Laryngopharyngeal Reflux (LPR) is a condition where the sphincter, the ring of muscles at the top and bottom of the throat don’t work properly to keep stomach acid down.
This causes stomach acid to sit in the throat or nasal airway and cause inflammation. This phenomenon is similar to Acid Reflux (GERD), yet the symptoms might be seen differently or not at all. It has been named silent reflux because symptoms like heartburn aren’t usually felt.
Most symptoms of LPR are related to sensations of the throat. These may include:
- Mild hoarseness
- Sensation of mucous sticking in the throat and/or post-nasal drip
- Chronic Cough
- Difficulty swallowing
- Red, swollen, or irritated voice box
These symptoms are very similar to asthma, but it should be noted that they are still very different conditions and should be treated as such.
LPR may be caused by what you eat. Foods or beverages like chocolate, soda, acidic foods, and mint-flavored foods can irritate the stomach, leading to laryngopharyngeal reflux. Another major cause of LPR is smoking tobacco and drinking alcohol.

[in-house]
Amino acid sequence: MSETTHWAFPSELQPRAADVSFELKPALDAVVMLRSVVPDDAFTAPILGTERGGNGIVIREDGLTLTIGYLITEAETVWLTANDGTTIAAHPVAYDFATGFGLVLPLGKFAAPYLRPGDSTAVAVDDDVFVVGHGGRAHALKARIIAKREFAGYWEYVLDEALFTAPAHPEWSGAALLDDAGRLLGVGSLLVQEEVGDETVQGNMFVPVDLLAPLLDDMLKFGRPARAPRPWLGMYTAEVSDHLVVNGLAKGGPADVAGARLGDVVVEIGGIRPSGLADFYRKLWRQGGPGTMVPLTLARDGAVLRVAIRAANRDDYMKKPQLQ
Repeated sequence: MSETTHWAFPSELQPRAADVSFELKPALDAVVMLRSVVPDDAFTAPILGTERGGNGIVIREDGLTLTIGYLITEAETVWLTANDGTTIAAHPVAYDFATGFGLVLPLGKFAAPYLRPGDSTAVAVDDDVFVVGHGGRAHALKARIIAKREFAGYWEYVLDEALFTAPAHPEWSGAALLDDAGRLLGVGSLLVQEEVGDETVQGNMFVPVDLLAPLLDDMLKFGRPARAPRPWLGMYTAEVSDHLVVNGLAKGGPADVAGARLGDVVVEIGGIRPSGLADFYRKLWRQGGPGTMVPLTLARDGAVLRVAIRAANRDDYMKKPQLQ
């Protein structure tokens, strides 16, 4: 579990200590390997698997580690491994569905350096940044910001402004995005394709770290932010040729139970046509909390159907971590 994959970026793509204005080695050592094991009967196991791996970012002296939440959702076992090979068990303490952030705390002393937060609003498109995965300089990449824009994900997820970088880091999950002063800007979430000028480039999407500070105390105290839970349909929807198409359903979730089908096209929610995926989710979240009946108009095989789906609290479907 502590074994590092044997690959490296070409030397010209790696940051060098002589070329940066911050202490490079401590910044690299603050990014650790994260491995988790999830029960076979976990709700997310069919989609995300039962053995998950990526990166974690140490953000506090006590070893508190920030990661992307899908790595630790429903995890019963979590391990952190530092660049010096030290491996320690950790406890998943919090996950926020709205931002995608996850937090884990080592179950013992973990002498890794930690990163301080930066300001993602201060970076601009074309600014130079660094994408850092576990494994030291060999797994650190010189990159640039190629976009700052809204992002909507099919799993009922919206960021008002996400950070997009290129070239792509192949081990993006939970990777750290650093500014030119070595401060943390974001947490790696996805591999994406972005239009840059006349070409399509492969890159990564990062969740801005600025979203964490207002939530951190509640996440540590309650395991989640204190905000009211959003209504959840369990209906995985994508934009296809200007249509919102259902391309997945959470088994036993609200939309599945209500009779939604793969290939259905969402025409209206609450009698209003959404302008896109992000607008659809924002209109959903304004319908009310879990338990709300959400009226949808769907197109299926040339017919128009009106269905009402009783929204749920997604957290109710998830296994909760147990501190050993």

By watching what you eat and maintaining a relatively healthy exercise it can help prevent LPR.
Who is Most Susceptible to Laryngopharyngeal Reflux?
Elderly people and infants are the most susceptible to developing LPR. Older men and women that wear tighter clothes, are overweight, and experience more emotional stressed are likely to eventually develop LPR. Infants can develop LPR as well because their sphincter could be undeveloped, or spend too much time on their backs. Though the risk is higher for the two age groups, anyone can suffer from this condition.
What if LPR is Left Untreated?
Untreated LPR can cause several troubled conditions, such as a sore throat, ulcers on the vocal cords, and formation of granulomas in the throat. It can even cause a worsening of asthma, emphysema, and bronchitis. If still left untreated, LPR can eventually cause cancer in the voice box.
It is important to know the symptoms and to check in with a doctor.